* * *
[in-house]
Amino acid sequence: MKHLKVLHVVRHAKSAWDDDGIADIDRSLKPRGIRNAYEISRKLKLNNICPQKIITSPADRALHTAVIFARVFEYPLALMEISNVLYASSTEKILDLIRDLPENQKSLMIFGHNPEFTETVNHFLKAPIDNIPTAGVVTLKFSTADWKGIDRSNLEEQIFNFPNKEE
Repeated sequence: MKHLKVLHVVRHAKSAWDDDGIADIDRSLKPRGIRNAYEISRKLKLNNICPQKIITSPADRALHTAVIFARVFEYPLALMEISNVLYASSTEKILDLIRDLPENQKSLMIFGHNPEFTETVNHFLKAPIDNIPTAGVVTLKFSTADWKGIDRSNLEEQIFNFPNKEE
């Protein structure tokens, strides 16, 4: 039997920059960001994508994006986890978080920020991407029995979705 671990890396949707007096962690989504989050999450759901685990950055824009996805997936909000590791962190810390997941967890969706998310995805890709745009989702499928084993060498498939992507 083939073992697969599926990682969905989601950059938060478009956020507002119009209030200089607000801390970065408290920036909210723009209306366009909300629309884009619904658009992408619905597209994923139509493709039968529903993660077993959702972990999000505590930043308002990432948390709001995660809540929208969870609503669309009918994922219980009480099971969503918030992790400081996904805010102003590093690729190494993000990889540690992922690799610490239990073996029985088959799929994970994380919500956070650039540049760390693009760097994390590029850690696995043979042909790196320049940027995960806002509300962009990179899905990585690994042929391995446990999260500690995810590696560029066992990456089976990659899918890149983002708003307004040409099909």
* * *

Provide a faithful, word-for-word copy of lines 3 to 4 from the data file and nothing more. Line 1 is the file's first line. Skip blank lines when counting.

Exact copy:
Repeated sequence: MKHLKVLHVVRHAKSAWDDDGIADIDRSLKPRGIRNAYEISRKLKLNNICPQKIITSPADRALHTAVIFARVFEYPLALMEISNVLYASSTEKILDLIRDLPENQKSLMIFGHNPEFTETVNHFLKAPIDNIPTAGVVTLKFSTADWKGIDRSNLEEQIFNFPNKEE
């Protein structure tokens, strides 16, 4: 039997920059960001994508994006986890978080920020991407029995979705 671990890396949707007096962690989504989050999450759901685990950055824009996805997936909000590791962190810390997941967890969706998310995805890709745009989702499928084993060498498939992507 083939073992697969599926990682969905989601950059938060478009956020507002119009209030200089607000801390970065408290920036909210723009209306366009909300629309884009619904658009992408619905597209994923139509493709039968529903993660077993959702972990999000505590930043308002990432948390709001995660809540929208969870609503669309009918994922219980009480099971969503918030992790400081996904805010102003590093690729190494993000990889540690992922690799610490239990073996029985088959799929994970994380919500956070650039540049760390693009760097994390590029850690696995043979042909790196320049940027995960806002509300962009990179899905990585690994042929391995446990999260500690995810590696560029066992990456089976990659899918890149983002708003307004040409099909």